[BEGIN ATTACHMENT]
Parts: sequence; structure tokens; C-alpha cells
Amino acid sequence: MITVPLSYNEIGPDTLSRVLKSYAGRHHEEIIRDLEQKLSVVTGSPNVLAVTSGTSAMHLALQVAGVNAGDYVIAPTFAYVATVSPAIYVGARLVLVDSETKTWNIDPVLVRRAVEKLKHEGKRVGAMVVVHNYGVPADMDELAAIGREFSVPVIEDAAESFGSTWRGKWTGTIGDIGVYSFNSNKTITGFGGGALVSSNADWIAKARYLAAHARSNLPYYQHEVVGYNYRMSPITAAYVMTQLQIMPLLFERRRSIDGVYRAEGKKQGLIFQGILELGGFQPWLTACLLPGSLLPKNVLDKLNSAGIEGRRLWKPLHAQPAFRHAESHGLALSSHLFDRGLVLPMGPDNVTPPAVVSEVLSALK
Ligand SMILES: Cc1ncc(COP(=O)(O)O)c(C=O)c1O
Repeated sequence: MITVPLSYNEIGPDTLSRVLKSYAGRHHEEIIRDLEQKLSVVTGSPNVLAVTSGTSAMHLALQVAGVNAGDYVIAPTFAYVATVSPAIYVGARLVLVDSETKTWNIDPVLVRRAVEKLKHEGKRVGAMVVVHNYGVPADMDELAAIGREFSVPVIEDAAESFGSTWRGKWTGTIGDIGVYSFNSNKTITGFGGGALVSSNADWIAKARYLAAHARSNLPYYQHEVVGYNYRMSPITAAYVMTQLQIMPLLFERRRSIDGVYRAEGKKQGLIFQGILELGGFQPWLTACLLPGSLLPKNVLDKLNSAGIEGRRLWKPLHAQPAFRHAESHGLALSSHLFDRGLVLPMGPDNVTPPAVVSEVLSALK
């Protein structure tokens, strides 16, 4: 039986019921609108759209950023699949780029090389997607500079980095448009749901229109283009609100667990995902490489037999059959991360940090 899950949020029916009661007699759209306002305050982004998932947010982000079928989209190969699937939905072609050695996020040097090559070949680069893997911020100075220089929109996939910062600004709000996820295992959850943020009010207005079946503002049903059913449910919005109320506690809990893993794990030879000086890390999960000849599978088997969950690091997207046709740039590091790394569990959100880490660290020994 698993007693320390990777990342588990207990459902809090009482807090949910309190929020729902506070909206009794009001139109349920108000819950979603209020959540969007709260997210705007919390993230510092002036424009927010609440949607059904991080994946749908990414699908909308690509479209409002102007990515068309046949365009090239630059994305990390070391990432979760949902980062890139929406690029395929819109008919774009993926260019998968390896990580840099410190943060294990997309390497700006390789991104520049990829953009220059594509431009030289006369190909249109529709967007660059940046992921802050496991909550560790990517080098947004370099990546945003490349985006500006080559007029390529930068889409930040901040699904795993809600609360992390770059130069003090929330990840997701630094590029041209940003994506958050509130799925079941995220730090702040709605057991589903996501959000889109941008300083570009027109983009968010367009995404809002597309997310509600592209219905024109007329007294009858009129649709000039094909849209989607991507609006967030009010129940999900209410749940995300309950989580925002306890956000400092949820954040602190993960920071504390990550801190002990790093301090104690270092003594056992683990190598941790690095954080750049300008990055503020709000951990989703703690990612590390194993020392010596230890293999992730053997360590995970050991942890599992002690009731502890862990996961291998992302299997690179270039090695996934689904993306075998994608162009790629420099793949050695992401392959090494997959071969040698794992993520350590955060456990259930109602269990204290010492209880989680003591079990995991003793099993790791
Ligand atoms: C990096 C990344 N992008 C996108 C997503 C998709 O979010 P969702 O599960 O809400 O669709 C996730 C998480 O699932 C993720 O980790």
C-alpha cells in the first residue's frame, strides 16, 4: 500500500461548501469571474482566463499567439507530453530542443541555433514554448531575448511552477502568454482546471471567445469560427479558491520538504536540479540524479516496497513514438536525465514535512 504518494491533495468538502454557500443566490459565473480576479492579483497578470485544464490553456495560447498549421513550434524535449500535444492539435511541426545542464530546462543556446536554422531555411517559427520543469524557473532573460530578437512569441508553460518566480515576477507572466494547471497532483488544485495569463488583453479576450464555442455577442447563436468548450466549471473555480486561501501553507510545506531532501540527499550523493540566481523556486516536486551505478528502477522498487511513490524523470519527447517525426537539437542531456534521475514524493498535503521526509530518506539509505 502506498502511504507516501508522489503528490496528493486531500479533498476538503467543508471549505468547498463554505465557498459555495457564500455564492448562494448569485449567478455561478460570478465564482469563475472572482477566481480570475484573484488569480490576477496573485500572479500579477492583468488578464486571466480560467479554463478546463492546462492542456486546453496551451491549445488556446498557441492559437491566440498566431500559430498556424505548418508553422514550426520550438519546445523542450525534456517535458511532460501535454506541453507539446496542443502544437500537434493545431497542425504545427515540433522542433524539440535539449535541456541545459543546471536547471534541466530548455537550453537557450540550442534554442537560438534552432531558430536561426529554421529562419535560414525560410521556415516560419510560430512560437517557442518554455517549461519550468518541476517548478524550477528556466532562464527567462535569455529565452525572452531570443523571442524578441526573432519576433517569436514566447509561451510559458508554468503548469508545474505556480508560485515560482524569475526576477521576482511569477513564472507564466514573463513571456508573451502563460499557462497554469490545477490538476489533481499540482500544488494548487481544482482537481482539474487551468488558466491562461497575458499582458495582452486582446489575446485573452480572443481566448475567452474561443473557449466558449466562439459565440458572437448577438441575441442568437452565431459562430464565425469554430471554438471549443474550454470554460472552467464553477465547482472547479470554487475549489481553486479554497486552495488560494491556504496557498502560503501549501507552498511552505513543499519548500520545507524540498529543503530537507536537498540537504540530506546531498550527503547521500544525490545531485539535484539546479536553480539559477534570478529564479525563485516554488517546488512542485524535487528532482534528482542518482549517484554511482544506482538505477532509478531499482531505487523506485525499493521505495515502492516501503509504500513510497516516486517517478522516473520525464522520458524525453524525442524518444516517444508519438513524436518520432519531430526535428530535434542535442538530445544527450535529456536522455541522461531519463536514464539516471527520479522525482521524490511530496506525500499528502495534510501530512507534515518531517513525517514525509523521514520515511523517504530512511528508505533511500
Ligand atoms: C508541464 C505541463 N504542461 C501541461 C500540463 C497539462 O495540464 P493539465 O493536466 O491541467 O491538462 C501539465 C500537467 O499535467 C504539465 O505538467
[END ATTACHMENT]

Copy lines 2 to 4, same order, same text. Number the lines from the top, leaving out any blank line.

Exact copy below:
Amino acid sequence: MITVPLSYNEIGPDTLSRVLKSYAGRHHEEIIRDLEQKLSVVTGSPNVLAVTSGTSAMHLALQVAGVNAGDYVIAPTFAYVATVSPAIYVGARLVLVDSETKTWNIDPVLVRRAVEKLKHEGKRVGAMVVVHNYGVPADMDELAAIGREFSVPVIEDAAESFGSTWRGKWTGTIGDIGVYSFNSNKTITGFGGGALVSSNADWIAKARYLAAHARSNLPYYQHEVVGYNYRMSPITAAYVMTQLQIMPLLFERRRSIDGVYRAEGKKQGLIFQGILELGGFQPWLTACLLPGSLLPKNVLDKLNSAGIEGRRLWKPLHAQPAFRHAESHGLALSSHLFDRGLVLPMGPDNVTPPAVVSEVLSALK
Ligand SMILES: Cc1ncc(COP(=O)(O)O)c(C=O)c1O
Repeated sequence: MITVPLSYNEIGPDTLSRVLKSYAGRHHEEIIRDLEQKLSVVTGSPNVLAVTSGTSAMHLALQVAGVNAGDYVIAPTFAYVATVSPAIYVGARLVLVDSETKTWNIDPVLVRRAVEKLKHEGKRVGAMVVVHNYGVPADMDELAAIGREFSVPVIEDAAESFGSTWRGKWTGTIGDIGVYSFNSNKTITGFGGGALVSSNADWIAKARYLAAHARSNLPYYQHEVVGYNYRMSPITAAYVMTQLQIMPLLFERRRSIDGVYRAEGKKQGLIFQGILELGGFQPWLTACLLPGSLLPKNVLDKLNSAGIEGRRLWKPLHAQPAFRHAESHGLALSSHLFDRGLVLPMGPDNVTPPAVVSEVLSALK